Keep Your Family’s Future Secure

What is the role of a successor trustee?

On Behalf of | Aug 17, 2022 | Trust And Probate Administration

Creating a trust can be of great benefit to your family or a cause you are passionate about, provided that there is a trustee to manage the trust assets until the time comes to distribute them. Even if your trustee is young and in good health, an unforeseen event such as a car accident could make it impossible for the trustee to continue on in the position.

A trust could become the subject of court litigation if it loses its trustee to death or disability. However, Smart Asset explains that if you name a successor trustee, you have somebody who can take over the administration of the trust.

Successor trustees for revocable trusts

Creating a revocable trust allows you to serve as trustee. While you may abolish your trust whenever you wish, you may want your trust to last for a long time, possibly beyond your lifetime. If so, selecting someone to be your successor trustee will help ensure your trust operates as you intend.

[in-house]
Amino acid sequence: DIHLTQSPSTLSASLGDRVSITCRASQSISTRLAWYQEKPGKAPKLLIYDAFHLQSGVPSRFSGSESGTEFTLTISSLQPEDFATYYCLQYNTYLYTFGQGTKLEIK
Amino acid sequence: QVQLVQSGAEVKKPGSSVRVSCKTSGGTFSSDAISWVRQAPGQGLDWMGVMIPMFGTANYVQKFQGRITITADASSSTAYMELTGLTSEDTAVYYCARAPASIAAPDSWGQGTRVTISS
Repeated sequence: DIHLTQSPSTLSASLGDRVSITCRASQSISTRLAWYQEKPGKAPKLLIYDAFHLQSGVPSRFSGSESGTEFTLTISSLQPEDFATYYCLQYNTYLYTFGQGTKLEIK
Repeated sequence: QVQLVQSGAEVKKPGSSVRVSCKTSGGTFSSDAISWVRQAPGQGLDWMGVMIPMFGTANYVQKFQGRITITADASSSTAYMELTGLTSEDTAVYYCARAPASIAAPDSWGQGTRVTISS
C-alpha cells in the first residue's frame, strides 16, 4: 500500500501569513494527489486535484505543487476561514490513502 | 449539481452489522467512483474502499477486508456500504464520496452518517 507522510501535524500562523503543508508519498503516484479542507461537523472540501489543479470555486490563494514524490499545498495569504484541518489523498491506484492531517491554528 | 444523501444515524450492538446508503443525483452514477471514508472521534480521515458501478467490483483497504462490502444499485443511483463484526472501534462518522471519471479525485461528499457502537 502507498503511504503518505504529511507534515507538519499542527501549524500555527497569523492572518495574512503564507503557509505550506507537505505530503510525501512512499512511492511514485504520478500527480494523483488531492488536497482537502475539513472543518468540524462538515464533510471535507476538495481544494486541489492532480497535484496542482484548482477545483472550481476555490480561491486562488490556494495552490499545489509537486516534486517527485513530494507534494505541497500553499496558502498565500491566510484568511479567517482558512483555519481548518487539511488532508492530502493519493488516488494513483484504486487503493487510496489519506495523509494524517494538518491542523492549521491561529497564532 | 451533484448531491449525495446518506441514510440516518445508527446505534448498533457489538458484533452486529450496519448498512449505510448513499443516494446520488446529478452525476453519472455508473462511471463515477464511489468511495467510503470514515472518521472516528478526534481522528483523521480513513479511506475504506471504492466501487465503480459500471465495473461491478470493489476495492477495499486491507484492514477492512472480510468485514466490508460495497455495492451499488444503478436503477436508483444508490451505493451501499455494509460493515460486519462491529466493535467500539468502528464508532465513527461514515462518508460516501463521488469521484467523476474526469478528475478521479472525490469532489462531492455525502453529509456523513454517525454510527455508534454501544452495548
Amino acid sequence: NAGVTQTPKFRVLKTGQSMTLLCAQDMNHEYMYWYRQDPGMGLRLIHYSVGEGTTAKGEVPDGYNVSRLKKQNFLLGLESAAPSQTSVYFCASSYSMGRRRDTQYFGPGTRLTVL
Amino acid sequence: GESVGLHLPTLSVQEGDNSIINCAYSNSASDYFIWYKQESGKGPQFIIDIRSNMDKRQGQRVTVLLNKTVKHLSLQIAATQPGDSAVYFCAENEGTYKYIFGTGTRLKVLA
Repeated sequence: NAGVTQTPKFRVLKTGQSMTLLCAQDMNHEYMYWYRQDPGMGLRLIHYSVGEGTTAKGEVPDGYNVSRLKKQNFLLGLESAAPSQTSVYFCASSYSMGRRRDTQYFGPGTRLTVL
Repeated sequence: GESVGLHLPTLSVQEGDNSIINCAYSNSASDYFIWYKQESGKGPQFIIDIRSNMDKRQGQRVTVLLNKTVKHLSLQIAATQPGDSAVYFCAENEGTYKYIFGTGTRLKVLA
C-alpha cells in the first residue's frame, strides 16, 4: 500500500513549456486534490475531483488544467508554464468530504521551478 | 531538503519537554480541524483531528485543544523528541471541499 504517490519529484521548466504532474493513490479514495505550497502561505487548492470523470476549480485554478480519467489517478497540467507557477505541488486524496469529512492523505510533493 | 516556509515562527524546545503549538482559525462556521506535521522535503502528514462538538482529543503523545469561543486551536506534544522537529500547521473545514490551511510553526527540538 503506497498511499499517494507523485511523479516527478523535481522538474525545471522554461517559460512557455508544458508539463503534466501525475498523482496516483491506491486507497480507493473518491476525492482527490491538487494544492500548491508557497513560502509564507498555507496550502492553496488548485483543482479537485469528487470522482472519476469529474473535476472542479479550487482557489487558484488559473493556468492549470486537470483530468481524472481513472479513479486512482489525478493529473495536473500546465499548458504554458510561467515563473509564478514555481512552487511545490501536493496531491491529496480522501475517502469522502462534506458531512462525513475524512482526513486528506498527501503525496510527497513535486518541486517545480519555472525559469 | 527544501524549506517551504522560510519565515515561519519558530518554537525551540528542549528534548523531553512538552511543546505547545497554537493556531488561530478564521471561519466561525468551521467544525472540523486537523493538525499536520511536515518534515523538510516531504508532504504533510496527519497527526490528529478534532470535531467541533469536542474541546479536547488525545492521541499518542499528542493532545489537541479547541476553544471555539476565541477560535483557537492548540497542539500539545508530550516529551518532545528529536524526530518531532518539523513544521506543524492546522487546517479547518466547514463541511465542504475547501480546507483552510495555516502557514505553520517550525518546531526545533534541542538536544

Following your death or incapacitation, your successor trustee will take over your trust. This may involve valuating your trust assets and paying taxes on the trust. Your trustee will probably need documents you have kept in your possession such as insurance policies if you held them in your trust. You may also leave instructions for your trustee to invest trust assets.

Successor trustees for irrevocable trusts

Making an irrevocable trust involves giving up ownership of assets you place into the trust and selecting someone other than yourself to be the trustee. Fortunately, you may still name a successor trustee when creating the trust. Whoever acts as successor trustee will simply take up the duties of your original trustee in the event your initial pick cannot continue in the position.

It is also possible to designate co-trustees to manage a trust. Having multiple family members, friends or trusted professionals handle your trust may further decrease the chance that your trust will fall into the hands of someone who does not have your family’s best interests at heart.